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IMGALTTAG Volume I: American Culture in the 1950s


Revisiting the Fabulous Fifties
Doris Braun

I have chosen to revisit the fifties for many reasons. I am currently teaching Reading and English to sixth, seventh, and eighth grades. Many of the short stories and/or novels that we read were written by authors born in the fifties or were set in the fifties. Many of my students’ parents were born during the fifties.

I would like to focus on the things that would be most interesting to adolescents such as the movies, music, fads and fears of the time. In general I would be concentrating on the everyday life of the decade. My goal would be to dispel some of the myths and make the students aware of what was really “fabulous” and what wasn’t. During my lectures, I would suggest topics that the children would do further individual research on and present to the class.


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The Emergence of the Anti-hero in the 1950’s
Elizabeth Claytor

The teaching focus for this instructional plan analyzes the emergence of the anti-hero as an artistic instrument or type of protagonist which was popularized during the 1950s. Students will examine the character of John Proctor in The Crucible, Howard Prince, the character portrayed by Woody Allen in the film The Front, the nature of Bigger Thomas in Native Son, and the popularity of James Dean, specifically noted in the film East of Eden. When discussing the character of John Proctor, the protagonist in The Crucible, it will be noted that he does not match the Aristotelian definition of the tragic hero, nor does the play match the Aristotelian definition of tragic drama.

Students may be introduced to the writings of Aristotle and his influence on literary criticism. Aristotle's definition of a tragic hero is that the character must be a man, must be of high birth or stature, and must have a tragic flaw. Then, they will read Arthur Miller's essay "Tragedy and the Common Man." Written in 1949, "Tragedy and the Common Man," is the preface to Death of a Salesman and can be found at www.deathofasalesman.com/study.htm. In addition to what Miller says about heroes, the essay is a model for the rhetorical study of its organization, structure and support for an argument. Then, prepare students for their own writing of an essay which uses comparison or contrast of two pieces of writing. Finally, they will write an essay which discusses how Miller's definition of the tragic hero differs from Aristotle's definition. Average students might be asked to write a precis of the essay or to relate what Miller says about tragic heroes to John Proctor. Develop an assignment-specific rubric to evaluate student writing.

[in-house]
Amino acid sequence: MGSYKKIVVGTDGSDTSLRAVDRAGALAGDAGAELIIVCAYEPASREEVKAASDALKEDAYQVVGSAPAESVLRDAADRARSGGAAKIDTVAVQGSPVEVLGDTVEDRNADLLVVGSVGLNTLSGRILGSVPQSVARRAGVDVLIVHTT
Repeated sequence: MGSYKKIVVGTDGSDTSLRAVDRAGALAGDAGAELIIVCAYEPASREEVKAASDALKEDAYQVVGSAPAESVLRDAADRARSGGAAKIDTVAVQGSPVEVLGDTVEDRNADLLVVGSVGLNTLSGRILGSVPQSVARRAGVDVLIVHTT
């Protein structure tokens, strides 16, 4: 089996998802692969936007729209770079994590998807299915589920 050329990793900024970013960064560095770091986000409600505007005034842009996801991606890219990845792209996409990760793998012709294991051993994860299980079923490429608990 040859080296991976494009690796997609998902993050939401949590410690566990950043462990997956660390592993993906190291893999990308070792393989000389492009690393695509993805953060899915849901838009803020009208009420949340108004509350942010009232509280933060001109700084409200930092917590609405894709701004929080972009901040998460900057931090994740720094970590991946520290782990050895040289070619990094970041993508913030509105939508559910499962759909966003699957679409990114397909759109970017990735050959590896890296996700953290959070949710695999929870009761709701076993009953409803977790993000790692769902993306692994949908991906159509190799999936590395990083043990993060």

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Taking a Stand for High School Literacy
Gary Dropcho

“If we don't stand for something, we may fall for anything”, said Malcolm X, and he was talking about the importance of taking a stand. It is important for teenagers to understand why a person must, at some time in their life, square their shoulders and hold themselves high, in words and in deeds. Taking a stand has everything to do with recognizing right from wrong. It also has to do with stopping the wrong by standing up for the right. Many teens, however, may confuse taking a stand with simple rebellion, and this is an important differentiation to learn. When they are trying to find their own way, when it seems that the most important things are to be part of a group and against the status quo, more than ever are they vulnerable to a fall for something that has no substance, is wrong, or even evil.

To gain knowledge, students will read alone, out loud, and in the classroom a number of different texts, including The Catcher in the Rye, A Raisin in the Sun, The Crucible, selections from Coming of Age in Mississippi, The Autobiography of Malcolm X, and “Letter from Birmingham Jail.” They will watch documentary footage of civil rights demonstrations and protests as well as a video production of a fictitious meeting between Martin Luther King and Malcolm X. Students will do some basic research to understand what it means to take the stand in a court trial, and what “taking the Fifth” means.

Through the course of the unit, students will have many opportunities to meet district communication standards, and for producing evidence for New Standards Portfolio. They will read different kinds of texts: literature (such as Catcher, Raisin, and autobiographies), informational (reference sources, National Archive and Records Administration primary sources), and public documents (“Letter from Birmingham Jail”). They will write responses to the literature they read, as well as writing narrative accounts, a literary genre with the theme of Taking a Stand (poem, short story or a play), and a persuasive essay.


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The 1950’s: Living in a Schizophrenic World -
The Cold War and Racial Conflict vs. Peace and Prosperity